Stronger industry collaboration

Collaboration within the energy industry is pivotal for achieving net zero emissions as it fosters collective innovation, knowledge-sharing, and the implementation of comprehensive solutions necessary to transition to a sustainable and low-carbon future.

The development of systems that facilitate digitalisation across the industry pave the way for greater cross collaboration. The purpose of the ESO’s MOU with the government is to establish the understanding and general principles of cooperation between the actors in the energy sector in relation to the technical alignment of data sharing and collaboration.

The benefits of closer industry collaboration in 2024 will include:

  1. Data accessibility and sharing: We all need to be speaking the same language if we want to reap the benefits of digital transformation – this starts with an alignment on how we access and publish data. Through increased visibility and sharing, data owners can play a key role in ensuring shareability regardless of underlying protocols or individual systems. This will allow industry actors to break down informational siloes to enhance delivery.
  2. Real-time and right-time monitoring: Digital technologies enable real-time and right-time monitoring and control of energy systems. These capabilities facilitate faster, better, more co-ordinated decision making among different entities in energy production, distribution, and consumption.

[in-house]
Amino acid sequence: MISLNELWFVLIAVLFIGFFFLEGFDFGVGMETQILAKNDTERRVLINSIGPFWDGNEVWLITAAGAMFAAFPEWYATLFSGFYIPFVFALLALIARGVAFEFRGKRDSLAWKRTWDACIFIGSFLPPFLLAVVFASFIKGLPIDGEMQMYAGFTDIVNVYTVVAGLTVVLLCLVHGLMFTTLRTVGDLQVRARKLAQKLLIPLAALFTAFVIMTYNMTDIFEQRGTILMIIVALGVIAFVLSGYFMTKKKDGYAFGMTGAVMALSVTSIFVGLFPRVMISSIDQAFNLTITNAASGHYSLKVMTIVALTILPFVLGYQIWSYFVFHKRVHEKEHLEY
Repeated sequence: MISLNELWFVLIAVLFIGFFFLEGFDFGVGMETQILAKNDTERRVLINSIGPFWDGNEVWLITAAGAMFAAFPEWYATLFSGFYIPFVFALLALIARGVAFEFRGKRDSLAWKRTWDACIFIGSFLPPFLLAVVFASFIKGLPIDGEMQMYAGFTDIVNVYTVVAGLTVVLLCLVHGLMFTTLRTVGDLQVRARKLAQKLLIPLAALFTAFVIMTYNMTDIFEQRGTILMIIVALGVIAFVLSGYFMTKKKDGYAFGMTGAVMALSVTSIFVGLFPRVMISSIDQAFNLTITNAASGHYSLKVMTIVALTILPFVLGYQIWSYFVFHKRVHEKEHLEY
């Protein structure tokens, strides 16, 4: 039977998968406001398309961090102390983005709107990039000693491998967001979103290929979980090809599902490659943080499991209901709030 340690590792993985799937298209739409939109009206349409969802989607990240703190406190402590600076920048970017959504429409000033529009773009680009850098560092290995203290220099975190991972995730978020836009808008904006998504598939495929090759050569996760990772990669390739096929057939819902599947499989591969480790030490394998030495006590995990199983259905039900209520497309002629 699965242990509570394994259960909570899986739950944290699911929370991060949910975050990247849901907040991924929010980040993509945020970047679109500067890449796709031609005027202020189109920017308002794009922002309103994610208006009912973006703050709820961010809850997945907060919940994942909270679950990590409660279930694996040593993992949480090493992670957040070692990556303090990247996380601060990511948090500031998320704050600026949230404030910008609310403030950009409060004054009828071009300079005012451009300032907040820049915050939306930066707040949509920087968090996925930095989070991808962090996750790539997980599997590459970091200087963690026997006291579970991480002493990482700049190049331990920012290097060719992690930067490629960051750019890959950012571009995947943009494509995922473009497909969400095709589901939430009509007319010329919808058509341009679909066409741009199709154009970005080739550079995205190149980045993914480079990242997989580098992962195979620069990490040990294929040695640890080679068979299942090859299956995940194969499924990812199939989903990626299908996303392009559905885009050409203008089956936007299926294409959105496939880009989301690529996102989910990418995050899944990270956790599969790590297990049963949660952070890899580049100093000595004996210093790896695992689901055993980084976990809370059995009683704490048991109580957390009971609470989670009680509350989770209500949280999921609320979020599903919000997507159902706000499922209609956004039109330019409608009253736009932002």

3. Collaborative innovation: Through shared data previously separate organisations are encouraged to work together to drive new solutions. Collaborative efforts can concentrate on developing and deploying innovative solutions for renewable energy integration, grid optimisation, energy storage, and more.

Widescale participation

As the energy system grows and continues to use various digital innovations, use cases will play a crucial role in demonstrating practical examples of how these technologies can be applied to the real world and their benefits. They showcase how digital twins and other advanced technology solutions can increase effectiveness in managing the grid, integrating renewable energy, and engaging consumers while encouraging involvement from key stakeholders.